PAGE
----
Bipolar Memory Loss and What to Do About It
Bipolar disorder brings lots of challenges — memory loss is one of them. When I was first diagnosed back in 2008, I struggled with remembering things and my concentration was impacted.
I had no idea my mental health was deteriorating, but strange things were happening. In my workplace I was making lots of mistakes and running up and down two flights of stairs to fetch work I’d printed out but forgotten about.
At home, it became a habit for my cleaner to hand me my house keys, which had been left in my front door overnight. I used to lose everything and spend time frantically trying to find things. This used to make me late, which would stress me out and make me even worse.
The problem was I blamed myself. I thought I was going mad and had no idea my brain was struggling because I had a serious mental illness.
Even after my diagnosis of bipolar disorder I used to fight against my difficulties, trying desperately to concentrate and remember things, but often to no avail. Beating myself up became a daily thing and I used to cry because I was told things over and over but unfortunately I simply could not retain the information.
So Why Does Bipolar Disorder Affect Our Memory?
Our memory is a cognitive skill, which is part of our patterns of thinking that allows us to perform tasks. They include short- and long-term memory, concentration, decision-making and processing speed.
Problems with these skills can have a serious effect on a person’s behavior. Symptoms include indecision, memory problems, disorganization and difficulty concentrating. Does this sound like you?
I know I can concur with all of these functions. What is interesting is that all these cognitive functions can be disrupted by the same neurotransmitter disturbances that cause mood swings.
As bipolar is a mood disorder, research shows that our cognition will be affected as part of the illness. Bipolar cognitive impairment will impact our ability to work, study and forge personal relationships.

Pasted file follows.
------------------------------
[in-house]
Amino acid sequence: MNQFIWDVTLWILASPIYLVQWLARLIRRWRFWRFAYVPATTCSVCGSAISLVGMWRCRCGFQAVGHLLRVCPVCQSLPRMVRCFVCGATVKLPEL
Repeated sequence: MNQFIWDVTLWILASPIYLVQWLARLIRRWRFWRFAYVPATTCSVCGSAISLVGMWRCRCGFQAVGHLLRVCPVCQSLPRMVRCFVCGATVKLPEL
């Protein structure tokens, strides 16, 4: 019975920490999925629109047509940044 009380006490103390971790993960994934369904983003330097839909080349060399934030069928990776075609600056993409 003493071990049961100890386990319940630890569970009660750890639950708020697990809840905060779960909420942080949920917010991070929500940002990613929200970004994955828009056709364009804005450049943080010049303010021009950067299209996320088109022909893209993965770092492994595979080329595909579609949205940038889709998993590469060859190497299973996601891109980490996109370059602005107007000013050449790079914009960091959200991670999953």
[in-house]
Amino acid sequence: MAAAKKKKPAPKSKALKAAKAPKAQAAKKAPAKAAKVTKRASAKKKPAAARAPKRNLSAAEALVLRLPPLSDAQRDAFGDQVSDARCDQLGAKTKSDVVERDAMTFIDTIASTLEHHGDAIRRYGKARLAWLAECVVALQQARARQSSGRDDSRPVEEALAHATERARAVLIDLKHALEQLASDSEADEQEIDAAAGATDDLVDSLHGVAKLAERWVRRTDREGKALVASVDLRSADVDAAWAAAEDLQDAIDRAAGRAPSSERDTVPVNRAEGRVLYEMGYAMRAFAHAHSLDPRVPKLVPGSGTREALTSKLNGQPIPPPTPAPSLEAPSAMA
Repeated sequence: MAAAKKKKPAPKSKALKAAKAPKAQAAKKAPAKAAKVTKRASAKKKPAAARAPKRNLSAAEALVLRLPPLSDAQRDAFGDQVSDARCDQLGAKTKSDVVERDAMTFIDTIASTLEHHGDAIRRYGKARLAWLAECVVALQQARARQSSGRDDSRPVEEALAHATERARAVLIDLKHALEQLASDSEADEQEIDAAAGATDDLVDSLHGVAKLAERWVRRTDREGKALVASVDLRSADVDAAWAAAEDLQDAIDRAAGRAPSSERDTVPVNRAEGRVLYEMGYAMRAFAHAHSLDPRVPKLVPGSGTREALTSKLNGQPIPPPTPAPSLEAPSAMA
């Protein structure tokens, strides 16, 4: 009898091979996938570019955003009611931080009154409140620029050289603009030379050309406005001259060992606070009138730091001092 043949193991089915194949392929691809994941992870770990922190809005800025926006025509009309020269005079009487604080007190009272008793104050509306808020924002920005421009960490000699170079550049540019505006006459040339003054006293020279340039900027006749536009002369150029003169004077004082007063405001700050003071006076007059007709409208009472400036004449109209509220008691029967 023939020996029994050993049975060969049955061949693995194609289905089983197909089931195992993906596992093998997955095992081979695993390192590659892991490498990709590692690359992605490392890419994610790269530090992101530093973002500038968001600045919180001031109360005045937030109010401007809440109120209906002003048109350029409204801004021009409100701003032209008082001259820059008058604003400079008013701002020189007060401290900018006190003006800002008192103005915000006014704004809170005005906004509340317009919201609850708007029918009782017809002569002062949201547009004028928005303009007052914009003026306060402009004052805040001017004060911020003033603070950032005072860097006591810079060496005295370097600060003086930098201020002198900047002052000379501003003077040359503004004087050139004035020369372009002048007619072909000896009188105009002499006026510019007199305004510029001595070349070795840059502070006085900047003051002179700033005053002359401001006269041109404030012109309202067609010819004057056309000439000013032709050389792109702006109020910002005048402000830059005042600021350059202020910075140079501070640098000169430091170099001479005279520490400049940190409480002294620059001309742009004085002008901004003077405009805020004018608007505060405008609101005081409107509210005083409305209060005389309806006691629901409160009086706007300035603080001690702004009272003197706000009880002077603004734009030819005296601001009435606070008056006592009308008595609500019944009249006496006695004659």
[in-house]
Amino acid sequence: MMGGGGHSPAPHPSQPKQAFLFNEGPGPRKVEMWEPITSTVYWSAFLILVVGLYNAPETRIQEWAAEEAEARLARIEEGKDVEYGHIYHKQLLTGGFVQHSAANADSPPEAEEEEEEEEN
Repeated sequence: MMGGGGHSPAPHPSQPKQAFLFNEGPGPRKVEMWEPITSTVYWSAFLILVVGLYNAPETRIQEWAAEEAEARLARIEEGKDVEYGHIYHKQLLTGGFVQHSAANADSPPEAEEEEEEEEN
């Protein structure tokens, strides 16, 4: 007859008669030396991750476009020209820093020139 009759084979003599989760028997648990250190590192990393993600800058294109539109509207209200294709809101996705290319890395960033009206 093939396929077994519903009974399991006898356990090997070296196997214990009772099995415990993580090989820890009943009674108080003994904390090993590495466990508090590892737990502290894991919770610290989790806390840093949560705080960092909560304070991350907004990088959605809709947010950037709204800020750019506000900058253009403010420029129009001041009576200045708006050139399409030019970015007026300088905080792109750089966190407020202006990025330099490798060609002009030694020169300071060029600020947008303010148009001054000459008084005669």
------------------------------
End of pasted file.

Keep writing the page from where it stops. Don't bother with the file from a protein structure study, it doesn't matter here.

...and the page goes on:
What Parts of Our Memory Are Affected?
Working memory is the area that research shows is most affected by bipolar. It is the short-term storage of information whilst we are performing tasks.
One theory is that people with bipolar experience signaling problems in the prefrontal cortex of the brain. This region has been implicated in planning complex cognitive behavior, including personality, decision-making and social behavior.
Studies show that when the prefrontal cortex does not function properly with the amygdala — which is responsible in the processing of memory, decision-making and emotional reactions — it leads to mood swings. It also disrupts the executive functioning (mental skills that help to get things done) and information processing.
When Can We Experience Memory Problems?
Some people can experience severe memory problems and some milder. As we know, we are all different and our illness can affect us in different ways.
Bipolar episodes impact our memory loss, and the significance can be dependent on whether we are depressed or manic.
For example, when depressed our cognitive functions are much slower and it is harder to retain information. At the same time when we are manic our brain is racing and we filter out anything we deem to be unimportant.
Fliss’s Experience With Bipolar Brain Fog
I remember in the depths of depression wondering how I could complete the smallest of tasks. One day I stared at an egg and a frying pan and tried to remember the stages required to poach an egg. I simply couldn’t think.
I’ve also found myself staring at the kettle and a cup before, struggling to work out how to make a cup of tea. It was a frustrating and upsetting experience because no matter how hard I tried to make my brain work, it just wouldn’t.
How Meds Affect Our Memory
Medication plays a huge factor. I have been trialed on many mood stabilizers and anti-psychotics, which can impact cognition.
The introduction of tablets has, at times, made my mind flit, making it impossible to concentrate. I have also been left with mind blanks and found it impossible to make decisions.